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In three thousand years somebody will doubtless try and prove that actually Americans weren't settled from the UK because their attitudes to burial rites differ so much  8)

To be fair, many Americans weren't settled from the UK (even counting C19th Irish as being of UK origin).

cheers
Mick

Those of European origin, whether direct or indirectly also come from a culture which doesn't have a problem with building on burial grounds. It's just fascinating to watch cultures diverge
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In three thousand years somebody will doubtless try and prove that actually Americans weren't settled from the UK because their attitudes to burial rites differ so much  8)

To be fair, many Americans weren't settled from the UK (even counting C19th Irish as being of UK origin).

cheers
Mick
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Thanks Duncan - appreciated. I’ll pass that on.
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https://archaeologynewsnetwork.blogspot.com/2021/01/significant-anglo-saxon-cemetery-and.html#.YBA7YD0QJc4

its a big dig...

I confess I always smile wryly when Americans worry about building on ancient burial grounds    ???

Mmmh...that's a big dig at the Americans (and they don't want one  ::) )

Just musing aloud.
Given that they technically share much the same culture and in theory at least the same religion, I find the divergence interesting.
Yet in the Ancient world we're surprised that Greeks living a couple of thousand miles from Greece evolve differently, in an era when the journey could take weeks evolve differently yet in a world with instant communication we see how far Americans and English differ in what are culturally very basic things. In three thousand years somebody will doubtless try and prove that actually Americans weren't settled from the UK because their attitudes to burial rites differ so much  8)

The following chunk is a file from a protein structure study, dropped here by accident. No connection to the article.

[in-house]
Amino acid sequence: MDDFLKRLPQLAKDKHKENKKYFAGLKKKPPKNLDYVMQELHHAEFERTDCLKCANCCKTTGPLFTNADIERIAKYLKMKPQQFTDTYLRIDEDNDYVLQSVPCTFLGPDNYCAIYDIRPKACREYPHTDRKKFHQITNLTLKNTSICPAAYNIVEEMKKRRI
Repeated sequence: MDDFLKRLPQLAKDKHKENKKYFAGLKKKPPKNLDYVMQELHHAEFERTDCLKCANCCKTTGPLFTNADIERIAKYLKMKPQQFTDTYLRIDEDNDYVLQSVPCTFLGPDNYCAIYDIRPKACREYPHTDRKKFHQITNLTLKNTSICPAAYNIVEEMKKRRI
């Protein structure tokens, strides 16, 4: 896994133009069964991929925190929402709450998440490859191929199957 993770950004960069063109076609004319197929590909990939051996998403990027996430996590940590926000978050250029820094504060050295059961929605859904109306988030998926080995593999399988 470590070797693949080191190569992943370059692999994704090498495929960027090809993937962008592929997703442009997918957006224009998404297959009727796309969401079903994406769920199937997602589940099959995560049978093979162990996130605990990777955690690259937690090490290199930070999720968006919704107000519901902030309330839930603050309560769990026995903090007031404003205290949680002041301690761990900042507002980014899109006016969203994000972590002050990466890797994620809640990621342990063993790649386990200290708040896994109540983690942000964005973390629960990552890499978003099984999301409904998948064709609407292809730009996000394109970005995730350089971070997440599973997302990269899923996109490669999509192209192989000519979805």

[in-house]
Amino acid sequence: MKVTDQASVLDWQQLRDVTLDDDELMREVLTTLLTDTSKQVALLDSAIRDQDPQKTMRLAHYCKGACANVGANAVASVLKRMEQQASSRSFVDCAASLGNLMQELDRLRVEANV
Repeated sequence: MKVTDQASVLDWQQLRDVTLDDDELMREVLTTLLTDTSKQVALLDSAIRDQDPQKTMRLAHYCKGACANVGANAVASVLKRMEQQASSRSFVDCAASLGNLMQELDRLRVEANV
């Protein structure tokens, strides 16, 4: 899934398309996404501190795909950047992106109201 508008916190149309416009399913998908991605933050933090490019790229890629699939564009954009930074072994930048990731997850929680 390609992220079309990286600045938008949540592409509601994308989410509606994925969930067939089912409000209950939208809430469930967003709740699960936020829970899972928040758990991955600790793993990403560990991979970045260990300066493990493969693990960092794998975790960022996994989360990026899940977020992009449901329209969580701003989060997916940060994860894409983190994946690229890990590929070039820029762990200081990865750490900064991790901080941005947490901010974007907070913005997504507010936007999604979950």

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Late Republican helmets were mostly bronze Montefortino and Coolus types, with some iron Gallic styles (the Agen-Port styles) being adopted from Caesar's day onwards.

Imperial legionaries might wear iron or bronze. Auxiliaries are a lot less certain, but also probably both, with maybe bronze being more common then in the legions.
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He also had a daredevil streak.  Under the guise of researching what it was like to experience anti-aircraft fire, he blagged a seat in a Wellington bomber on a raid on an Italian air field.  To get a better view , he sat in the front turret.  The air defences were a disappointment though so the bomber crew decided to beat up the airfield, Wheeler blazing away with the turret guns.  Indiana Jones eat your heart out.
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The excavation seems to have been done with Wheeler boxes - very Old School.
Thread drift I realise, but one quaint aspect of Wheeler's career is that during WW2, when he was a TA anti-aircraft regiment CO, his standardised design for AA machine-gun pits was based on Celtic roundhouses...
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https://archaeologynewsnetwork.blogspot.com/2021/01/significant-anglo-saxon-cemetery-and.html#.YBA7YD0QJc4

its a big dig...

I confess I always smile wryly when Americans worry about building on ancient burial grounds    ???

Mmmh...that's a big dig at the Americans (and they don't want one  ::) )
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Little debate ongoing on another forum...

Was the late Republican Roman helmet bronze?

And early Empire, 1st century AD, were auxilia in bronze helmets, legionaries in steel?

That’s what I gleaned from AEIR, but wondered if it had been changed through more recent research.
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The excavation seems to have been done with Wheeler boxes - very Old School.
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